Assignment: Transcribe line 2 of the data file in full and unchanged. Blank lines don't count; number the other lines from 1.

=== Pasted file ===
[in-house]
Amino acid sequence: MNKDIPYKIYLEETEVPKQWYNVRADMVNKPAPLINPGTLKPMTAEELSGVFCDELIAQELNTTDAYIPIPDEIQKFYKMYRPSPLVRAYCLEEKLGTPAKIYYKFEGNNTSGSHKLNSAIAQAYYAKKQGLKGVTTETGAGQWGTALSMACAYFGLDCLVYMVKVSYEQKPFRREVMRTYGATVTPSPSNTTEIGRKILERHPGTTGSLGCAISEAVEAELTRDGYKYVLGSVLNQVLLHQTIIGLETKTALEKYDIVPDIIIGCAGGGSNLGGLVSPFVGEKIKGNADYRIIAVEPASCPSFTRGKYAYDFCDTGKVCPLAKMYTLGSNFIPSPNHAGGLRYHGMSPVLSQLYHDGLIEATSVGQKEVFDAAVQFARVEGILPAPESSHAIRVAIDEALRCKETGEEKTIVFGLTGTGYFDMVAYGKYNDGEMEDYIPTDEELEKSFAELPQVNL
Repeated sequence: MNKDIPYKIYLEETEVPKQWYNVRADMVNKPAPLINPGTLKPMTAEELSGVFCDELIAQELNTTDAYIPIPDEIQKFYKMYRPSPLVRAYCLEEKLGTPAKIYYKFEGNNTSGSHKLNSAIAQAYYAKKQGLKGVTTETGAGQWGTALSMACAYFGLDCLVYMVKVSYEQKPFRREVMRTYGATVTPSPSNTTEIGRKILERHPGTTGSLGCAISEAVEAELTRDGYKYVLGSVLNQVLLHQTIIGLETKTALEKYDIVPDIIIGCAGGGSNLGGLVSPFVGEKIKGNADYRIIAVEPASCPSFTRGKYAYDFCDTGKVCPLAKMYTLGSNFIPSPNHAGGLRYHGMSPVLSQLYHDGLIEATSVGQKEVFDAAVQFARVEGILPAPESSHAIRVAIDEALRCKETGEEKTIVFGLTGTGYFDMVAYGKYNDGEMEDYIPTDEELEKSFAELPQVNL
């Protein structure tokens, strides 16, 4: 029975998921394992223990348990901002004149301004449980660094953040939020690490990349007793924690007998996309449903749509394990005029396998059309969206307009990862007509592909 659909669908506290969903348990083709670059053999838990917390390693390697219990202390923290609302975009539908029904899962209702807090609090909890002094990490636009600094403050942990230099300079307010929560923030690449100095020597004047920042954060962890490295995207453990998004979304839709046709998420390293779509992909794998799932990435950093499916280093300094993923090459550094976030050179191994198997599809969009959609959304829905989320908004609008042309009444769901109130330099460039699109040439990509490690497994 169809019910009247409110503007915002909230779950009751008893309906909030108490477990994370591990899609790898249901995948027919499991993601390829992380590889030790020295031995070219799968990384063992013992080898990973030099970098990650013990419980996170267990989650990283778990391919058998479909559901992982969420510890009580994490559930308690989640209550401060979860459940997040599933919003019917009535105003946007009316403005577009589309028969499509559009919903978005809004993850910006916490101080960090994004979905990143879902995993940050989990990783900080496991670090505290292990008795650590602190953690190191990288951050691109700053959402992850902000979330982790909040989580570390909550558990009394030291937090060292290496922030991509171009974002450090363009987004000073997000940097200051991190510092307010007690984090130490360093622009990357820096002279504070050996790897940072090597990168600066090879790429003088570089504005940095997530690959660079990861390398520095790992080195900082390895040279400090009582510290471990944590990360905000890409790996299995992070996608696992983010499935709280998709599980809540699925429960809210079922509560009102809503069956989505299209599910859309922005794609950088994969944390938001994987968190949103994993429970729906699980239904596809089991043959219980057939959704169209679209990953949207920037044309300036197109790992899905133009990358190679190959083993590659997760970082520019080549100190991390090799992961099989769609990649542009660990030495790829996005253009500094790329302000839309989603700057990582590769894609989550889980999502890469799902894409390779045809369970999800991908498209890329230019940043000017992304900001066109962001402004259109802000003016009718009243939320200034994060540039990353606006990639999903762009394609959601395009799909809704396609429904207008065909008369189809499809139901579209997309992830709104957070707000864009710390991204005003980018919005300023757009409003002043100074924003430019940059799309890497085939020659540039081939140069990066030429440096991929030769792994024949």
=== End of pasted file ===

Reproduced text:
Amino acid sequence: MNKDIPYKIYLEETEVPKQWYNVRADMVNKPAPLINPGTLKPMTAEELSGVFCDELIAQELNTTDAYIPIPDEIQKFYKMYRPSPLVRAYCLEEKLGTPAKIYYKFEGNNTSGSHKLNSAIAQAYYAKKQGLKGVTTETGAGQWGTALSMACAYFGLDCLVYMVKVSYEQKPFRREVMRTYGATVTPSPSNTTEIGRKILERHPGTTGSLGCAISEAVEAELTRDGYKYVLGSVLNQVLLHQTIIGLETKTALEKYDIVPDIIIGCAGGGSNLGGLVSPFVGEKIKGNADYRIIAVEPASCPSFTRGKYAYDFCDTGKVCPLAKMYTLGSNFIPSPNHAGGLRYHGMSPVLSQLYHDGLIEATSVGQKEVFDAAVQFARVEGILPAPESSHAIRVAIDEALRCKETGEEKTIVFGLTGTGYFDMVAYGKYNDGEMEDYIPTDEELEKSFAELPQVNL